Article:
Editorial: 'Judges and politicians share blame for insurance fraud'
Mark Twain felt it was a sound judgment to put on a bold face and play your hand for a 100 times what it is worth; 49 times out of 50 nobody dares to call it, and you roll in the chips.
Junior Business Minister Michael D'Arcy seems to share the view.
His warning to judges that he would seek a referendum to strip them of discretion on compensation awards unless they come down smacks of a bold bluff.
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The country would surely benefit from putting an end to the exorbitant payouts that can turn minor mishaps into Lotto wins.
For far too long the insurance industry has been seen as a soft touch when it comes to soft tissue injuries.
The average whiplash claim in Ireland comes in at €20,000.
So Mr D'Arcy is not best pleased. If the judges don't act, the matter will have to be reviewed by the Oireachtas.
This sound and fury plays well to the galleries but there is, however, the small matter of the separation of powers to be considered.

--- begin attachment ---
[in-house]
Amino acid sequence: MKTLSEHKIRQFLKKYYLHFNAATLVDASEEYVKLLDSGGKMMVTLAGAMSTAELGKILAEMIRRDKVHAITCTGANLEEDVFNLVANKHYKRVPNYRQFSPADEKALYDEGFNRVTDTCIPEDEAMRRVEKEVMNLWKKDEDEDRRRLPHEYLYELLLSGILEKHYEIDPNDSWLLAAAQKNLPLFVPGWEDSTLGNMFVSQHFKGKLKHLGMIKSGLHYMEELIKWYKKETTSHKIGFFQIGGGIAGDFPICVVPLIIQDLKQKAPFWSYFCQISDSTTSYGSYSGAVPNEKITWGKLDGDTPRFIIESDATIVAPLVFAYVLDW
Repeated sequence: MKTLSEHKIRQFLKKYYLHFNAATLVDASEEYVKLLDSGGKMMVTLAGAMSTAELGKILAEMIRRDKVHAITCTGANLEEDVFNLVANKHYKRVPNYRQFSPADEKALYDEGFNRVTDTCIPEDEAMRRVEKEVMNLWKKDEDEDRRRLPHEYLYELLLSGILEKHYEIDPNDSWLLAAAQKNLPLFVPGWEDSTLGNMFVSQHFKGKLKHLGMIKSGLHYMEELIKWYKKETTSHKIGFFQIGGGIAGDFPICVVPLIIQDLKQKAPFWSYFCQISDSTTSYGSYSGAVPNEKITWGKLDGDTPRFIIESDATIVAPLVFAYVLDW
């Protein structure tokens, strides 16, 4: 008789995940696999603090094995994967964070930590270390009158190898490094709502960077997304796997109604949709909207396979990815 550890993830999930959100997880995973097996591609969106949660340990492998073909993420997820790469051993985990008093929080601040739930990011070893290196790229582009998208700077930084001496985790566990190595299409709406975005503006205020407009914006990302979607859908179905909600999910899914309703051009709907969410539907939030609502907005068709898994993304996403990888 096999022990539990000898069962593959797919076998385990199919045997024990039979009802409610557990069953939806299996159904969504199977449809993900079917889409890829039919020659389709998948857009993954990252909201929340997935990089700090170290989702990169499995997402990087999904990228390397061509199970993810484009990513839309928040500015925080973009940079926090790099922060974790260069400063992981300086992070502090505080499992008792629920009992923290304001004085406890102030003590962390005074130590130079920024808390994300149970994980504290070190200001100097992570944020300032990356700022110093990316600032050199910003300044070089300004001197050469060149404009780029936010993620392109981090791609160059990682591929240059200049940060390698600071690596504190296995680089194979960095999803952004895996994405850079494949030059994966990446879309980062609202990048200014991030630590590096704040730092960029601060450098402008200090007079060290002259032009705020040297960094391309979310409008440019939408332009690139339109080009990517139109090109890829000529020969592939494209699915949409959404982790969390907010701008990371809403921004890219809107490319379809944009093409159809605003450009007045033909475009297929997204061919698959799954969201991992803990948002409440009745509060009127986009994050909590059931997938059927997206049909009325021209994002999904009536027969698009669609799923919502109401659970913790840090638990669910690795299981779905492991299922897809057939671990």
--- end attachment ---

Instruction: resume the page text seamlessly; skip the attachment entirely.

Mr D'Arcy at least acknowledges there may be an issue regarding the constitutionality of the Oireachtas overriding judicial discretion.
Our learned friends will certainly have quite a lot to thunder about concerning any trespassing on their turf.
But the Government also has a case to answer.
The Irish Small and Medium Enterprises Association (Isme) has long argued our perjury laws make it too difficult to prosecute.
This makes fraudulent claims impossible to deal with.
There is only one known case of a person being convicted for providing a false statement in a personal injuries case. Indeed, Isme chief executive Neil McDonnell recently quoted in this paper said: "It is a disgrace that our courts are weekly hosts to a tragi-comedy of lies, told in order to extort damages from innocent motorists."
Yet it was Mr D'Arcy's own department that scrapped plans for a claims register, despite a report which recommended one being presented by its own working group on insurance reform.
Such a register would have provided vital annual statistics on claims costs - invaluable to gardaí in combating fraud.
Eye-watering court payouts for minor injuries have driven up premiums for honest customers for decades.
There have been countless stern warnings from Government, but nothing changes in terms of meaningful reform.
The minister says he is adopting a carrot and stick approach with the judges.
Given that the law can sometimes be an ass this might be appropriate in other circumstances.
However, lashing out at judges - while failing to recognise the Government is also negligent in reining in inflated claims - seems disingenuous.